1972 Hakosuka GC10

 

Nissan skyline GC10

Believe it or not I have never been for a drive in the Skyline since i bought it in September 2017. I finally got it through the MOT near the end of last year but ever since then I have either been too busy with work, it has been raining or the roads have been covered in salt. So I just kept it shut up in the workshop.

I finally got to drive the skyline GC10 last saturday afternoon, a day that I was starting to think wouldn’t come. I was in, working, and managed to get finished by lunchtime. The sun was out and I had no other plans……..the chance i had been waiting for! After giving the car a check over, loading it up with bottles of water, some tools, a fire extinguisher………..and my two border terriers (Sid and Jeff) I was all set to go for a decent drive. The Hako fired up straight away, with its lovely smooth L6 burble, and we were off! I was taking it steady and not revving it too much until everything was up to temperature and the oil pressure was looking good (there is not really any reason for this, the L6 is such an awesome engine, but best to be safe). At the point where i decided to open it up a bit I noticed that it was struggling to rev past 3500/4000rpm and when I pushed a bit more it started making some pretty worrying noises and jerking, i had a momentary panic that the engine was seizing up but oil pressure and water temp were both bang on……..so back to work we went. The engine continued to behave the same on the way back and with some time to get a feel for it I guessed it was probably just fuelling related.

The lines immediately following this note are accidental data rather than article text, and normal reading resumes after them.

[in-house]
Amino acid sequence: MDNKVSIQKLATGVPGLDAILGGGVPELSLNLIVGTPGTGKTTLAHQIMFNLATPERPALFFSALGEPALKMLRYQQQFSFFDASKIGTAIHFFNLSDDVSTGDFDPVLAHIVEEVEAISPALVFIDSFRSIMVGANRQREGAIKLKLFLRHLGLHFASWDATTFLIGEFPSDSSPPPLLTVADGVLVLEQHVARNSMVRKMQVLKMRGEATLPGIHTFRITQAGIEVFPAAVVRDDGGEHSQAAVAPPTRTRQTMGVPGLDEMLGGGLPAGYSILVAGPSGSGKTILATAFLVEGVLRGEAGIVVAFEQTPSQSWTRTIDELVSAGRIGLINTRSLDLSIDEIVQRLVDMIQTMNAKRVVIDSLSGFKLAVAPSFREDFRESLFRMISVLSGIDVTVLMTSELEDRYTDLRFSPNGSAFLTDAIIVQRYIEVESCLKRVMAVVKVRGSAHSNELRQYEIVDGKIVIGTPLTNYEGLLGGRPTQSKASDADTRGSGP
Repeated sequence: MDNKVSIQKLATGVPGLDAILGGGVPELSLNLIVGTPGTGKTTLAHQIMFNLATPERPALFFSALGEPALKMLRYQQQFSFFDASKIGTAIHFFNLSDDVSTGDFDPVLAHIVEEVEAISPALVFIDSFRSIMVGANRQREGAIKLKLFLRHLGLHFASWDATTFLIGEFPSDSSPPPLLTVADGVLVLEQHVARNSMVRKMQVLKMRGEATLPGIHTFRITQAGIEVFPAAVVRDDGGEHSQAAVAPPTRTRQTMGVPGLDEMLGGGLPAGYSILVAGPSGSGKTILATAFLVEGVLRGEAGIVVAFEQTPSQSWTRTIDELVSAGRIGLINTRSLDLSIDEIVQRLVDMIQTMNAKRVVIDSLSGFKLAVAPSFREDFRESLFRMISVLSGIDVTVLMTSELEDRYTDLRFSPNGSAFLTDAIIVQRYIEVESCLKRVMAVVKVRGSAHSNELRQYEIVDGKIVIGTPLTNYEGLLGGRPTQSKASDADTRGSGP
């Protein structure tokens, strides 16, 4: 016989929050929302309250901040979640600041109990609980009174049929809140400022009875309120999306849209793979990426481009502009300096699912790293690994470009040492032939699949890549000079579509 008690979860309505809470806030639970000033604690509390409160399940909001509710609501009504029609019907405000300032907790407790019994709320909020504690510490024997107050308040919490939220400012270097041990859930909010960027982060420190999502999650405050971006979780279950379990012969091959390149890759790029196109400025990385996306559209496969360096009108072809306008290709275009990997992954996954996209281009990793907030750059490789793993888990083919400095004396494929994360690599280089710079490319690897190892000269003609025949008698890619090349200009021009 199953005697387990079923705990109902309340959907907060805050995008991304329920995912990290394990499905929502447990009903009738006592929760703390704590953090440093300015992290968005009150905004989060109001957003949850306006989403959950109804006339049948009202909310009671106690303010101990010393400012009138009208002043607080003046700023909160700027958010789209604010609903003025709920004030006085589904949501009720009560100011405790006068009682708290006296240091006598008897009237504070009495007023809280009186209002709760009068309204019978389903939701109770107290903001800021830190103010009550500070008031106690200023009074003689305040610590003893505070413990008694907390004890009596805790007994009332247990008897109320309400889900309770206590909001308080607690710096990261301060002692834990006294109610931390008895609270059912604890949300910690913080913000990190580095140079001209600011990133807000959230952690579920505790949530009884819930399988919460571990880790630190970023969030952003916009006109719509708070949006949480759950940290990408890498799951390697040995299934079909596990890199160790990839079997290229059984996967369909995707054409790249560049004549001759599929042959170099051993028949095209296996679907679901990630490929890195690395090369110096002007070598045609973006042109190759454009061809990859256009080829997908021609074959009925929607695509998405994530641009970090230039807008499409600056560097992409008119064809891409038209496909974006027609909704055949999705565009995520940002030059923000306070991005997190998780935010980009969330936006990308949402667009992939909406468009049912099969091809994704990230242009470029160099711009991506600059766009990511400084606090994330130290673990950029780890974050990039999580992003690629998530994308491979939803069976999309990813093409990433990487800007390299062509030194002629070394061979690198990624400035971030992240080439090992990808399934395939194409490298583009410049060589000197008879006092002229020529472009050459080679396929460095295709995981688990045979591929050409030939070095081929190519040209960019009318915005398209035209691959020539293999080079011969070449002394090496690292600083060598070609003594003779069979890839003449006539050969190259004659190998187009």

Back at the workshop I took the air filter assembly off so I could get easy access to the carb. I figured the two likely causes were either the mixture being too lean or the secondary butterfly and jet not operating properly (which would kind of make sense why it didn’t want to rev). First step was to re check and tweak the mixture, as it happens it did seem a bit lean so that was one possibility. The second step was to check the function of the second butterfly and jet on the carb. This one is vacuum operated and opens up when driving under load. It did look dry down the barrel so with the engine idling quite fast I manually pumped the diaphragm and after a few good pumps the jet started to come on line again.

So in we all got again and set of for a test run. What a transformation! This time it ran absolutely beautifully and I had a silly grin replacing the miserable face of someone who had convinced themselves the engine was coming back out. What an emotional rollercoaster classic cars are!

I drove the car for a good hour or so and am completely in love with it, OK the suspension needs sorting as it feels like a pogo stick…it has no damping at all. But I can forgive that, it just needs a better set up. Other than that it is a class act, that Nissan L6 is just so sweet and yet when you push it it really revs nicely. It is only the standard L20 in there at the moment, which at best will be producing around 100BHP now, but due to the relatively light weight of the car it actually goes really well.

I really enjoyed just driving it, it reminded me of what is so great about classic cars. I spend some much time craving angry race and rally inspired classics that I forget the simple joy of just driving for the sake of it, driving to relax and enjoy the experience……its not the same as driving hard to get rid of stress of for the rush of speed. I had that same feeling as when I drive the Sunny pick up truck around….it just makes you smile and people see the car and smile too, its a happy place to be…….

And yet i am back at work, thinking about making up a set of Ohlins dampers for it to sort the ride and convincing myself that if my L30 race engine is not in the 240Z by winter (with all the will in the world, it won’t be) then i may as well put it in the GC10 just to ‘run it in’ until i need it for the Z……